SAN FRANCISCO (Reuters) - Law enforcement cannot indefinitely forbid Yahoo Inc from revealing a grand jury subpoena that seeks subscriber account information, a U.S. judge ruled, because doing so would violate the company’s free speech rights.
U.S. Magistrate Judge Paul Grewal in San Jose, California on Thursday wrote that the government’s request would prohibit Yahoo from disclosing the subpoena, even years after the grand jury concluded its probe. The court order does not disclose the target of the federal investigation.
“In an era of increasing public demand for transparency about the extent of government demands for data from providers like Yahoo!, this cannot stand,” Grewal wrote.
Representatives for Yahoo and the U.S. Department of Justice could not immediately be reached for comment on Friday.
Internet companies such as Yahoo, Twitter and Facebook have sought to clarify their relationship with U.S. security agencies and law enforcement, and to challenge secret orders to turn over information, as they seek to re-assure users that they will safeguard their personal information.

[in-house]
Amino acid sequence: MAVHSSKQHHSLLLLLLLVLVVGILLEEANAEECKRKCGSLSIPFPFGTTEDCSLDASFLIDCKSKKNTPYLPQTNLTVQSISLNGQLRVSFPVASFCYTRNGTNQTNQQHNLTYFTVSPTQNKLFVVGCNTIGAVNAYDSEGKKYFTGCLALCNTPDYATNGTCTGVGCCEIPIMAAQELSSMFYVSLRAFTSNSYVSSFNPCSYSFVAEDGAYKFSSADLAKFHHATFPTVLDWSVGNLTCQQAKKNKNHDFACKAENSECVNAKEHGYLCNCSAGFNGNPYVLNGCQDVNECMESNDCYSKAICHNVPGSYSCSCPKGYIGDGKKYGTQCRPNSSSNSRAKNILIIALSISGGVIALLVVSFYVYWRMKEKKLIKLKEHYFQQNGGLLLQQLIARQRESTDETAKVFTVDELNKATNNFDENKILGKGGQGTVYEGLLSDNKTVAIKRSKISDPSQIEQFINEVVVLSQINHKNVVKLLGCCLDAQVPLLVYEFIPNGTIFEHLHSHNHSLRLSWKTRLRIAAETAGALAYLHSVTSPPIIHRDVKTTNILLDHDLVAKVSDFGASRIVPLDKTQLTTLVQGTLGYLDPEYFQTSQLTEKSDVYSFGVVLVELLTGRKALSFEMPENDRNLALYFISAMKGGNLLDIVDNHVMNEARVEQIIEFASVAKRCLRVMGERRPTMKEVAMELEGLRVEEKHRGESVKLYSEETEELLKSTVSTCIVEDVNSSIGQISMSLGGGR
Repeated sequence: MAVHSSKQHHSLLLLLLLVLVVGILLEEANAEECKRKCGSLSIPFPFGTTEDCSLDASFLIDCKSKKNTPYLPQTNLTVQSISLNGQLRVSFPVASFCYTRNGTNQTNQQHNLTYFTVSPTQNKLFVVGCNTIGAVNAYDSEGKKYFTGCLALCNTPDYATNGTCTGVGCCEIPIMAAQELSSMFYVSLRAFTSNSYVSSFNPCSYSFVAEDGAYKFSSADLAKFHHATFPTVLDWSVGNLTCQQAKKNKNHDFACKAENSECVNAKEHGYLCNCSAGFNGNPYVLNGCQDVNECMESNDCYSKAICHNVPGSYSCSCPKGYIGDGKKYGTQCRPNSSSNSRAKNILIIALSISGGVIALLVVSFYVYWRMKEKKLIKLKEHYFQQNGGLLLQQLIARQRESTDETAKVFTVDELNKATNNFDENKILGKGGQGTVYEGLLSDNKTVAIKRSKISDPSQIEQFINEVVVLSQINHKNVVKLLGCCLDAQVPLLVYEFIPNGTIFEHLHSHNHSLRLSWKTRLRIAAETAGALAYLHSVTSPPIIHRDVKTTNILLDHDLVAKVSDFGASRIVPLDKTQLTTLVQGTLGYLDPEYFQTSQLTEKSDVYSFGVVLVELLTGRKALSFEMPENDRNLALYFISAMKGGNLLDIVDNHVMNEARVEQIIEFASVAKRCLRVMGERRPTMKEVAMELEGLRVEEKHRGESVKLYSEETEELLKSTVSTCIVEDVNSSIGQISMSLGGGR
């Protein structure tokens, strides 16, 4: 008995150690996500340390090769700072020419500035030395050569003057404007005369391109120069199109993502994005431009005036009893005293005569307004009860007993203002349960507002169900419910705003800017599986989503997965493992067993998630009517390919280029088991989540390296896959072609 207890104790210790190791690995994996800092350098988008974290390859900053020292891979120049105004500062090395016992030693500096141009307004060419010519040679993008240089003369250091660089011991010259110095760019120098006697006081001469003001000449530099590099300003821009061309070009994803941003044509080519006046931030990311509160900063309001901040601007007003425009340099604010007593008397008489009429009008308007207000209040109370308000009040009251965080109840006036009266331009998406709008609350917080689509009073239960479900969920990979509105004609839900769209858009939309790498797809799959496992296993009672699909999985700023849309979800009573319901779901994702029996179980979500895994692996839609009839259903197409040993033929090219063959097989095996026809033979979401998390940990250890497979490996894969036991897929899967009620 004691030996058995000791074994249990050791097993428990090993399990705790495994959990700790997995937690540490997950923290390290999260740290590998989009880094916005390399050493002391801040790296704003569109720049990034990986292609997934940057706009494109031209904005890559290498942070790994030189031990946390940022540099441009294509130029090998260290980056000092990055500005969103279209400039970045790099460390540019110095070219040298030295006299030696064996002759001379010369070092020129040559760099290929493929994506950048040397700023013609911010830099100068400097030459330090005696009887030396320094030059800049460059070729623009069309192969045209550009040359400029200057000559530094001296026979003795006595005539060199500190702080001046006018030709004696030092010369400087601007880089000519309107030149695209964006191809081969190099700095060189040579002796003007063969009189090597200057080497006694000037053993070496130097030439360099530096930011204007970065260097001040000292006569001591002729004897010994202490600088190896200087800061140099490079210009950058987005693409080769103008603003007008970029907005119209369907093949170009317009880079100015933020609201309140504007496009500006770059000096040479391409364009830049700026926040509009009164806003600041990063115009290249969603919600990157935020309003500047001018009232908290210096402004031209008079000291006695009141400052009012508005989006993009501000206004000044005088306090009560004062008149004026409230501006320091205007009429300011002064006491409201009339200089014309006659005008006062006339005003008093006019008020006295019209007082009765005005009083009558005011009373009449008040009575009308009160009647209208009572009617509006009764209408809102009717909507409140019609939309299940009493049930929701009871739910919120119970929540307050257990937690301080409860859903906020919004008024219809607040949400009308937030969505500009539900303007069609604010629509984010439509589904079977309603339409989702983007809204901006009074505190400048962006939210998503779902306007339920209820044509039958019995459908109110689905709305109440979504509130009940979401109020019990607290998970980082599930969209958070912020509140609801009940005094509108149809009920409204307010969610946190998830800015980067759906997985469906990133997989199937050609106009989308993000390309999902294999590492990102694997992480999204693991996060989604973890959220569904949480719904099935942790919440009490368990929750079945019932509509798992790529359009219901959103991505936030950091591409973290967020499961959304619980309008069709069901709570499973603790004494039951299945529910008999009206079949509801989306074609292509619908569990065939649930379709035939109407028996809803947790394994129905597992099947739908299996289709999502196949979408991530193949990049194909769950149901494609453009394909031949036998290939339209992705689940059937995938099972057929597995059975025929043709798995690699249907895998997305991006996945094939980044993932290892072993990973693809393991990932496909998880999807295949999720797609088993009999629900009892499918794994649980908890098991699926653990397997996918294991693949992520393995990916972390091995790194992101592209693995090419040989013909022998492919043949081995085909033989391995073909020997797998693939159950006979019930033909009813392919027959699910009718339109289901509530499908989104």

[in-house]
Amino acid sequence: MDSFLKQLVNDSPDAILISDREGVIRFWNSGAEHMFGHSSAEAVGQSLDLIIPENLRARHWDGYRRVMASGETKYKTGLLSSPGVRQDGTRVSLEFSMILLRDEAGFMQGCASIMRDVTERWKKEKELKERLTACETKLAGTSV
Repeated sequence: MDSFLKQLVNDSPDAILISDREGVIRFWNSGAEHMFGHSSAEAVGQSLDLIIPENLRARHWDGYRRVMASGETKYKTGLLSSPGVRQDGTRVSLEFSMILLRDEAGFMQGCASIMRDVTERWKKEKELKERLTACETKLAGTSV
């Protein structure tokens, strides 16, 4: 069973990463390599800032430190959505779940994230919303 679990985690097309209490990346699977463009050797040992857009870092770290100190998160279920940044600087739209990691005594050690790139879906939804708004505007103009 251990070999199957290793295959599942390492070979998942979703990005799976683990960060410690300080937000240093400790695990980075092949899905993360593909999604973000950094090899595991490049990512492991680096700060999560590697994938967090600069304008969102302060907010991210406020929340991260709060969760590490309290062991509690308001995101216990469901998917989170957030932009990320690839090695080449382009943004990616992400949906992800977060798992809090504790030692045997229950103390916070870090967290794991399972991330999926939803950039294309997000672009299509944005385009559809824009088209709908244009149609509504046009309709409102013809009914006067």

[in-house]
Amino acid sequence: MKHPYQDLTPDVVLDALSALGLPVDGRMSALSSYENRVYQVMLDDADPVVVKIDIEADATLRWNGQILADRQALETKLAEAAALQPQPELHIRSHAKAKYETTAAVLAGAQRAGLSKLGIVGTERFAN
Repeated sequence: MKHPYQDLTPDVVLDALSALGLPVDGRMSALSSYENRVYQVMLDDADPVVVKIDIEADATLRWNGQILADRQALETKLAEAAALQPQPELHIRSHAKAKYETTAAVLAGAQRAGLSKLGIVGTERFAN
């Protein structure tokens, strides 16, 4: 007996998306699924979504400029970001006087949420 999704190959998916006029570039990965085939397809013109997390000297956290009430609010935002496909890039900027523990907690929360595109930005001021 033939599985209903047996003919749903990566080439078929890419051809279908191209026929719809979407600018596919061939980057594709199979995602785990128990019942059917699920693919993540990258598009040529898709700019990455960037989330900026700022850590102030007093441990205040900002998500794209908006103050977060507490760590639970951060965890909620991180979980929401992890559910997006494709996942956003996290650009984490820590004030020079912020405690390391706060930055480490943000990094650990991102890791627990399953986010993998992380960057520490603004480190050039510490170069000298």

In this case, however, the government’s secrecy request was presented directly to the judge outside of the presence of Yahoo lawyers or attorneys for the target of the probe, according to the ruling.
Instead of asking that Yahoo be gagged for 60 or 90 days, the government asked that the company be gagged until further order of the court. The government did not demonstrate why such an indefinite request was necessary, Grewal wrote.
“The government is free to try again to make such a showing,” Grewal wrote. “Alternatively, it may submit a renewed request justifying a finite period.”
Reporting by Dan Levine; Editing by Jonathan Oatis